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Look Me in the Eye: My Life with Asperger's Paperback – September 9, 2008
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From Publishers Weekly
Starred Review. Robison's thoughtful and thoroughly memorable account of living with Asperger's syndrome is assured of media attention (and sales) due in part to his brother Augusten Burroughs's brief but fascinating description of Robison in Running with Scissors. But Robison's story is much more fully detailed in this moving memoir, beginning with his painful childhood, his abusive alcoholic father and his mentally disturbed mother. Robison describes how from nursery school on he could not communicate effectively with others, something his brain is not wired to do, since kids with Asperger's don't recognize common social cues and body language or facial expressions. Failing in junior high, Robison was encouraged by some audiovisual teachers to fix their broken equipment, and he discovered a more comfortable world of machines and circuits, of muted colors, soft light, and mechanical perfection. This led to jobs (and many hilarious events) in worlds where strange behavior is seen as normal: developing intricate rocket-shooting guitars for the rock band Kiss and computerized toys for the Milton Bradley company. Finally, at age 40, while Robison was running a successful business repairing high-end cars, a therapist correctly diagnosed him as having Asperger's. In the end, Robison succeeds in his goal of helping those who are struggling to grow up or live with Asperger's to see how it is not a disease but a way of being that needs no cure except understanding and encouragement from others. (Sept.)
Copyright © Reed Business Information, a division of Reed Elsevier Inc. All rights reserved. --This text refers to an out of print or unavailable edition of this title.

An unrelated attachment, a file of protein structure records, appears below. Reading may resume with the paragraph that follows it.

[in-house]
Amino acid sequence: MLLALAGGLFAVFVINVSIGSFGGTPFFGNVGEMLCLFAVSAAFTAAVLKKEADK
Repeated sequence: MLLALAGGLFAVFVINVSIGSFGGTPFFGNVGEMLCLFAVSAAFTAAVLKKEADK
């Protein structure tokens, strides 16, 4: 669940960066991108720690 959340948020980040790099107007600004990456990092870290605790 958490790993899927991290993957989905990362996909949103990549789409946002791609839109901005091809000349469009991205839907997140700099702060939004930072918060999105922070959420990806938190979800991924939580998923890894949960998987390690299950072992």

*Starred Review* If one looked at only Robison's impish sense of humor (he once ordered a blow-up sex doll to be delivered to his junior-high-school teacherat school), or his success as a classic-car restorer, it might be impossible to believe he has the high-functioning form of autism spectrum disorder called Asperger's syndrome. Clues abound, however, in his account of a youth encompassing serious inability to make and keep friends; early genius at pyrotechnics, electronics, and math; and pet names such as Poodle for his dog and Snort and Varmint for his baby brother. Much later, he calls his wife Unit Two. It is easy to recognize these telltale traits today, but Robison went undiagnosed until he was 40. In the 1960s, he was variously labeled lazy, weird, and, worse, sociopathic. Consequently, his childhood memories too often read like a kid's worst nightmares. Not only did his parents fail to understand the root of his socialization problems but they were also virtually as dysfunctional as the pair Augusten Burroughs portrays in Running with Scissors (2002). 'Nough said? Not nearly. Robison's memoir is must reading for its unblinking (as only an Aspergian can) glimpse into the life of a person who had to wait decades for the medical community to catch up with him. Chavez, Donna --This text refers to an out of print or unavailable edition of this title.
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Wanted to add to my last review. This last year my grandson has really excelled in another area -- baseball. He was selected for a USA team to go to Costa Rica and play. Did very well. Still problems with social skills but he is accepted by others because of the qualities in his math and memory work. Now, sports has made him a star with almost a 600 batting average. Home run king. I wonder if his ability to concentrate helps him to play baseball and hit the pitched balls. At age five we say his problems but now at 14 we are seeing his abilities stand out. Bill Gates had Aspergers.
This book will make you feel a lot of things and it's extremely well written. I highly recommend it to anyone who loves non-fiction or anyone who is interested by the subject.
This book is not about how to diagnose or treat Asperger’s Syndrome. It is a memoir where the author, John Robison suffers from this High Functioning Autism.
The book is written in a very easy way and I enjoyed reading it. The author is a child of parents where mother has mental illness and father is alcoholic. It is divided into many different stories and it gives you an understanding about the people who suffer from this syndrome.
The author has to struggle in some areas and some things are easy for him to achieve. You feel captivated into the stories from the first chapter. It is a great help to parents who have a child with Asperger’s syndrome as it shows the sense of humor in such people. I received this book free to give my honest review.
Most recent customer reviews
educational as well as humorous and heartwarming!